Ubuntu Unleashed 2012 – the install!

Ubuntu Unleashed 2012 book imageOK, just got this book yesterday and this marks the beginning of a project to learn more about Linux. Back in the day I did some UNIX and last year I did a course that involved installation of Linux and some DSP tools but no need to go into those here!

So what’s the first chapter? Ah, get Ubuntu 11.10 working. I am writing this on an ASUS U36J laptop (64 bit, i5 processor, very nice) which came with Windows 7, but is now successfully coping with the mild demands of Linux! So how did the book help to get here? I don’t want to repeat the instructions, but let’s say that things are never as simple as books make out.

In the past,  I have set up dual boot Windows / LInux configurations, but the book recommends using a program called Wubi to install Linux within Windows some how. This sounds nice as there would be no need to partition the hard drive while retaining the ability to select the O/S at start up. The book has a nice image of an initial Wubi screen showing three options, but I only get two (at this point, writing suspended as cat dribbles on keyboard):

Result of Wubi with 2 options onlyThis dialog (I’ll use the US spelling) in the book also contains a further item: “Install inside Windows” but as you can see, I didn’t get it. A possible cause is that Wubi needs the disk image of the appropriate Linux version to be accessible and this is in a subdirectory of the CD. If this is the case, then maybe all this needs moving to the hard disc and can’t be run from the CD at all, hey ho. Therefore I decided to go back to ye olde dual boot scenario.

The initial boot must be done from CD so restart the computer, plug in an external USB (Samsung) DVD-RW player and repeatedly press F2 and / or F6 while booting to go to the bios menu (F2 should do it, but I seem to sometimes have problems here, some PCs use DEL too). In the BIOS, set the boot sequence to DVD first, which is why it needs to be plugged in. Somehow, this is not permanent, and may have something to do with booting up without the DVD drive at some point. Restart the laptop, get the Ubuntu menu and select “Try Ubuntu” to go into a temporary environment. Play around and see it behaves nicely and then run the “Install” icon from the desktop.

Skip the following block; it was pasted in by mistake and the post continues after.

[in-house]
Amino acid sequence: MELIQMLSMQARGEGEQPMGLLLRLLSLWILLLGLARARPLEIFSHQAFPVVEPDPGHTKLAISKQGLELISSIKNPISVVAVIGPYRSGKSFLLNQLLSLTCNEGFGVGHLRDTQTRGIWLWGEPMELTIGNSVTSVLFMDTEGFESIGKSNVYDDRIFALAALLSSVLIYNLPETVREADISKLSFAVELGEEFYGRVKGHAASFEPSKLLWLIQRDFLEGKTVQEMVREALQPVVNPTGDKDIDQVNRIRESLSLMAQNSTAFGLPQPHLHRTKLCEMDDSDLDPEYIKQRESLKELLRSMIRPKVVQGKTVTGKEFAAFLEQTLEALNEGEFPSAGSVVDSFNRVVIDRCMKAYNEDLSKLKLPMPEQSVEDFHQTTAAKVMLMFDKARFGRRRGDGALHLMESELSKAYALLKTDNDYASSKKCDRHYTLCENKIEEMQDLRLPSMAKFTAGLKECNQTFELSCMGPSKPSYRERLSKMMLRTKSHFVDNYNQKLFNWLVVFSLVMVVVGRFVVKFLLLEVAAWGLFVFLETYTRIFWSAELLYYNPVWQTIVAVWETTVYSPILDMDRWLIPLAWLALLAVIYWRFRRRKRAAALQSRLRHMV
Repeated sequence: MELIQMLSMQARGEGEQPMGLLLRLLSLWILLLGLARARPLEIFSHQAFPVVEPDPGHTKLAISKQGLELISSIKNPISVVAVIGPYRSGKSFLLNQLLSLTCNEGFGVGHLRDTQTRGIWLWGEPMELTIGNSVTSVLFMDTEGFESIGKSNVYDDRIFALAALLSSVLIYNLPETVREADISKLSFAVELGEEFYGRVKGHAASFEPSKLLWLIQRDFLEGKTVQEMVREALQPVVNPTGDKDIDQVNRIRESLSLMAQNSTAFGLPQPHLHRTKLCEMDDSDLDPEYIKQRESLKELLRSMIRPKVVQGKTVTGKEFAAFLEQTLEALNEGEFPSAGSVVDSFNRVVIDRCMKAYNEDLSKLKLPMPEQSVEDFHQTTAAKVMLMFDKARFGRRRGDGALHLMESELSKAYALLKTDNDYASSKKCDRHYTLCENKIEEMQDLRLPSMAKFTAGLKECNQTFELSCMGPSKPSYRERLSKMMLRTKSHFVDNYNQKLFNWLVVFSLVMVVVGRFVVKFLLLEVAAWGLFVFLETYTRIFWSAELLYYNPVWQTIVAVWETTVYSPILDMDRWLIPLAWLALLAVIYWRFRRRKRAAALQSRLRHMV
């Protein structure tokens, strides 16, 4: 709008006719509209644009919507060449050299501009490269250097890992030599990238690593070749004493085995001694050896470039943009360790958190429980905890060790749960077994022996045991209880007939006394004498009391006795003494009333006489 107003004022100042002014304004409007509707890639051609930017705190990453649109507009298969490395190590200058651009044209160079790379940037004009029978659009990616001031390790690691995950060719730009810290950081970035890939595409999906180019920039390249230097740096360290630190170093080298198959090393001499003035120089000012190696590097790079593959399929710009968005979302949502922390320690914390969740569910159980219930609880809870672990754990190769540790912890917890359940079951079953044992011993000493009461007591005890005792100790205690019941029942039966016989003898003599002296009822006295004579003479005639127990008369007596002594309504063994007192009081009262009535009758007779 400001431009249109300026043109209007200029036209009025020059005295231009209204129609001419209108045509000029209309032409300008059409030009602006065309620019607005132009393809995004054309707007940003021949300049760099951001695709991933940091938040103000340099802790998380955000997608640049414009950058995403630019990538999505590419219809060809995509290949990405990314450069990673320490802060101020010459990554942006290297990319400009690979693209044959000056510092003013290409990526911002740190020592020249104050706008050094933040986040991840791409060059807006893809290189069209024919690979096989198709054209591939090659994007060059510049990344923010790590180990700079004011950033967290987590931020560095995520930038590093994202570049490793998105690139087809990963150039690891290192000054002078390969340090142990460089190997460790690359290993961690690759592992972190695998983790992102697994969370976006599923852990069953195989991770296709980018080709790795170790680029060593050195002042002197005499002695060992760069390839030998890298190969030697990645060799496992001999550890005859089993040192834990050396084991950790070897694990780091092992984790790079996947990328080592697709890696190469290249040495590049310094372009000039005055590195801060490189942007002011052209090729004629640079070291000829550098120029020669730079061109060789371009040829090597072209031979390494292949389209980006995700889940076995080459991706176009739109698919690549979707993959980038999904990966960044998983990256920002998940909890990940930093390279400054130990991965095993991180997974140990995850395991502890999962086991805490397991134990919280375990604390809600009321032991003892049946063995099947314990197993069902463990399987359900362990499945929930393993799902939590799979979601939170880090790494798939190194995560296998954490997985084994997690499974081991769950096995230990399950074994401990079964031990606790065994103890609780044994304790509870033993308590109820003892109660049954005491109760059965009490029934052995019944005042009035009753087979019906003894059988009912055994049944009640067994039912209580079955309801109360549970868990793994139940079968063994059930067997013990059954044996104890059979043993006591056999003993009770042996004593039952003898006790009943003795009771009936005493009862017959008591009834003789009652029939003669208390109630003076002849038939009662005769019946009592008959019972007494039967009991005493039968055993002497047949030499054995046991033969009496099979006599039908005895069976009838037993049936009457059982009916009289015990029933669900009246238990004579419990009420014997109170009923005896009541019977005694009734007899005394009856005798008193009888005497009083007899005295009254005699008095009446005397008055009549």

On page 10, under the “Dual Boot Not Recommended, But You Can Try It If You Want” section, it says that the book will give no instructions for shrinking the Windows partition and creating space for Ubuntu, so that’s what we will do here! OK given normal caveats about backups etc. and the knowledge that this can trash the entire laptop, lets go!

Partition mapOn this laptop, the single 500 Gb drive has been partitioned into two roughly equal areas C: and D:. These are shown in the three (!) devices sda1, sda2 and sda5. As per normal, this is to sort of separate programs in C: from data in D:, however everyone stuffs stuff into C and only thinks about D when C is full. Back to the partitioning tool, after the Preparing to install Ubuntu screen, you get Allocate Drive Space, where you should not select the option to format the disc! Choose, Specify Partitions Manually and then you are shown the drive space breakdown. The image above is the result of the partitioning process we are undertaking here. At the start, there are only the NTFS areas (Windows file system format – from Windows NT (remember that?) File System).

How much space is needed for Linux? Three areas are needed, when these are being set up, they show under the “mount” column as well:

  • / (a single slash, this is the root directory and contains the programs, basically, non-user data). The book recommends 3Gb, I got an error saying it must be at least 4.6Gb, so I eventually made it 8Gb, which is probably too much, but it allows for expansion!1
  • /swap. This is for RAM swapping etc. (see book). Anyway, just make 8Gb (=4Gb RAM size x 2).
  • /home. This is for user data. The book says to make this the remainder of the disc, but we don’t want that. Probably this can be smallish as it can only be seen by Linux, but I set mine to 45Gb for no apparent reason.

This now gives us 8 + 8 + 45 = 61Gb needed to be reclaimed from Windows. Choose the Change option when selecting the last disk area (sda5 for me) and reduce the space by 61000 Mb. This should clunk along for a bit and then show part of the line at the top grayed out, meaning no longer allocated. There should also be a free space entry at the end of the table. Now the three areas above can be Added, see book for further details, but note that you need to specify Logical rather than Physical for some reason that I kno not wot ((c) N. Molesworth).

Hopefully everything else should be reasonably self-explanatory. Set up wi-fi and use Update Manager to get the software to its latest version (for me, it was shouting in the left hand icon bar on login). Now things are getting there! Next time, adding some devices.

Laptop Linux top-tip:

  • The trackpad can be used to scroll a window by moving the cursor over the window and then moving your finger up and down the right hand side.

1 Warning – the 8Gb root partition was not enough for my needs. See Linux on U36J: root partition running out of space for more details.

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